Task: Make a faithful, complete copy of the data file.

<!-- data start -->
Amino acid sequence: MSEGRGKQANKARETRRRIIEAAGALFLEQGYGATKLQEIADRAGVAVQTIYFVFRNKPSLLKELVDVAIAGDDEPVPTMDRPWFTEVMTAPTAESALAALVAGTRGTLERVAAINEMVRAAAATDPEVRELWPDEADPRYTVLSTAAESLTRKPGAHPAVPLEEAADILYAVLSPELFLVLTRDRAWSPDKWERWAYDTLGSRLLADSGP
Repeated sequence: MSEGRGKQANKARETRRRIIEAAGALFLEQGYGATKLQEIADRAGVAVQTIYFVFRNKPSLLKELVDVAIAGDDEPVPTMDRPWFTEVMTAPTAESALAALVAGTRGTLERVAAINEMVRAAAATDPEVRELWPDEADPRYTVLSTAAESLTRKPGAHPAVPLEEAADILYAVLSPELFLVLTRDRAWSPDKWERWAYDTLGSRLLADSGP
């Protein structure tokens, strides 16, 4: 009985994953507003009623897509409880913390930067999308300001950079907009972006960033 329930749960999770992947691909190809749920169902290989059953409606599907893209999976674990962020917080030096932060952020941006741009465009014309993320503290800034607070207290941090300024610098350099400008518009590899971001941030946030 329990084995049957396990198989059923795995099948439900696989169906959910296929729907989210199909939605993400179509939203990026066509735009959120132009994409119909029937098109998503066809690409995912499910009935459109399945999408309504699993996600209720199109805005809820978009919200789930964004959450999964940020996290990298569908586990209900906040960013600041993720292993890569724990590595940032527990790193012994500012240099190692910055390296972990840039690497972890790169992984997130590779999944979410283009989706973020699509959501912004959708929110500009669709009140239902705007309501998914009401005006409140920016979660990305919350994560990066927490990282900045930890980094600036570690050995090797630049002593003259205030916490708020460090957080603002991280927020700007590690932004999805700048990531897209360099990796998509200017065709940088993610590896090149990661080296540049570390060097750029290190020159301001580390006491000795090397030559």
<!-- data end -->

Amino acid sequence: MSEGRGKQANKARETRRRIIEAAGALFLEQGYGATKLQEIADRAGVAVQTIYFVFRNKPSLLKELVDVAIAGDDEPVPTMDRPWFTEVMTAPTAESALAALVAGTRGTLERVAAINEMVRAAAATDPEVRELWPDEADPRYTVLSTAAESLTRKPGAHPAVPLEEAADILYAVLSPELFLVLTRDRAWSPDKWERWAYDTLGSRLLADSGP
Repeated sequence: MSEGRGKQANKARETRRRIIEAAGALFLEQGYGATKLQEIADRAGVAVQTIYFVFRNKPSLLKELVDVAIAGDDEPVPTMDRPWFTEVMTAPTAESALAALVAGTRGTLERVAAINEMVRAAAATDPEVRELWPDEADPRYTVLSTAAESLTRKPGAHPAVPLEEAADILYAVLSPELFLVLTRDRAWSPDKWERWAYDTLGSRLLADSGP
């Protein structure tokens, strides 16, 4: 009985994953507003009623897509409880913390930067999308300001950079907009972006960033 329930749960999770992947691909190809749920169902290989059953409606599907893209999976674990962020917080030096932060952020941006741009465009014309993320503290800034607070207290941090300024610098350099400008518009590899971001941030946030 329990084995049957396990198989059923795995099948439900696989169906959910296929729907989210199909939605993400179509939203990026066509735009959120132009994409119909029937098109998503066809690409995912499910009935459109399945999408309504699993996600209720199109805005809820978009919200789930964004959450999964940020996290990298569908586990209900906040960013600041993720292993890569724990590595940032527990790193012994500012240099190692910055390296972990840039690497972890790169992984997130590779999944979410283009989706973020699509959501912004959708929110500009669709009140239902705007309501998914009401005006409140920016979660990305919350994560990066927490990282900045930890980094600036570690050995090797630049002593003259205030916490708020460090957080603002991280927020700007590690932004999805700048990531897209360099990796998509200017065709940088993610590896090149990661080296540049570390060097750029290190020159301001580390006491000795090397030559």